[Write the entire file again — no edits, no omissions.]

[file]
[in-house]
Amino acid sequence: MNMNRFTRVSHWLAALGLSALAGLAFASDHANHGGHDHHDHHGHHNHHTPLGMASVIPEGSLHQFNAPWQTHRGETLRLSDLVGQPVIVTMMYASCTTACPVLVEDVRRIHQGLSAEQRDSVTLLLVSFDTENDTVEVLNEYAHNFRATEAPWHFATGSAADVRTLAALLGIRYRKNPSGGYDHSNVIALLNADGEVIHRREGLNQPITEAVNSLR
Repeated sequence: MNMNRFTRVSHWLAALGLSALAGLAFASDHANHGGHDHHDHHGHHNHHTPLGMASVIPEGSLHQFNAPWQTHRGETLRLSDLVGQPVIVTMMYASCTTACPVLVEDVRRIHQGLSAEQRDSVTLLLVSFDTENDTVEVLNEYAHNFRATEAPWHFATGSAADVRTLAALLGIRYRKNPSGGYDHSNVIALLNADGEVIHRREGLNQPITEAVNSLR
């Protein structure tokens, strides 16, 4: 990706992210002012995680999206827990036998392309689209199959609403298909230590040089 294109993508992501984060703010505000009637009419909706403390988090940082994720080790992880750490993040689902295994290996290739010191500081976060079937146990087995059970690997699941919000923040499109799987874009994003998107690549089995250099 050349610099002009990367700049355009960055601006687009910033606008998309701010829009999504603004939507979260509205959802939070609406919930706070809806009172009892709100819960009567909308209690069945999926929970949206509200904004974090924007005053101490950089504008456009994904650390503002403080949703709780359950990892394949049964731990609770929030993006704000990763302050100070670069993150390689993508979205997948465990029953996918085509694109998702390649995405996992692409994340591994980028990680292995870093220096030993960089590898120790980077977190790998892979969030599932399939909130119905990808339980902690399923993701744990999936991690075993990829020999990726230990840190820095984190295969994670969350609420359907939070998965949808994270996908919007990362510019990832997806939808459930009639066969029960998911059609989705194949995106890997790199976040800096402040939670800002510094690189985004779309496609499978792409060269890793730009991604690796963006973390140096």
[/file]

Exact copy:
[in-house]
Amino acid sequence: MNMNRFTRVSHWLAALGLSALAGLAFASDHANHGGHDHHDHHGHHNHHTPLGMASVIPEGSLHQFNAPWQTHRGETLRLSDLVGQPVIVTMMYASCTTACPVLVEDVRRIHQGLSAEQRDSVTLLLVSFDTENDTVEVLNEYAHNFRATEAPWHFATGSAADVRTLAALLGIRYRKNPSGGYDHSNVIALLNADGEVIHRREGLNQPITEAVNSLR
Repeated sequence: MNMNRFTRVSHWLAALGLSALAGLAFASDHANHGGHDHHDHHGHHNHHTPLGMASVIPEGSLHQFNAPWQTHRGETLRLSDLVGQPVIVTMMYASCTTACPVLVEDVRRIHQGLSAEQRDSVTLLLVSFDTENDTVEVLNEYAHNFRATEAPWHFATGSAADVRTLAALLGIRYRKNPSGGYDHSNVIALLNADGEVIHRREGLNQPITEAVNSLR
């Protein structure tokens, strides 16, 4: 990706992210002012995680999206827990036998392309689209199959609403298909230590040089 294109993508992501984060703010505000009637009419909706403390988090940082994720080790992880750490993040689902295994290996290739010191500081976060079937146990087995059970690997699941919000923040499109799987874009994003998107690549089995250099 050349610099002009990367700049355009960055601006687009910033606008998309701010829009999504603004939507979260509205959802939070609406919930706070809806009172009892709100819960009567909308209690069945999926929970949206509200904004974090924007005053101490950089504008456009994904650390503002403080949703709780359950990892394949049964731990609770929030993006704000990763302050100070670069993150390689993508979205997948465990029953996918085509694109998702390649995405996992692409994340591994980028990680292995870093220096030993960089590898120790980077977190790998892979969030599932399939909130119905990808339980902690399923993701744990999936991690075993990829020999990726230990840190820095984190295969994670969350609420359907939070998965949808994270996908919007990362510019990832997806939808459930009639066969029960998911059609989705194949995106890997790199976040800096402040939670800002510094690189985004779309496609499978792409060269890793730009991604690796963006973390140096």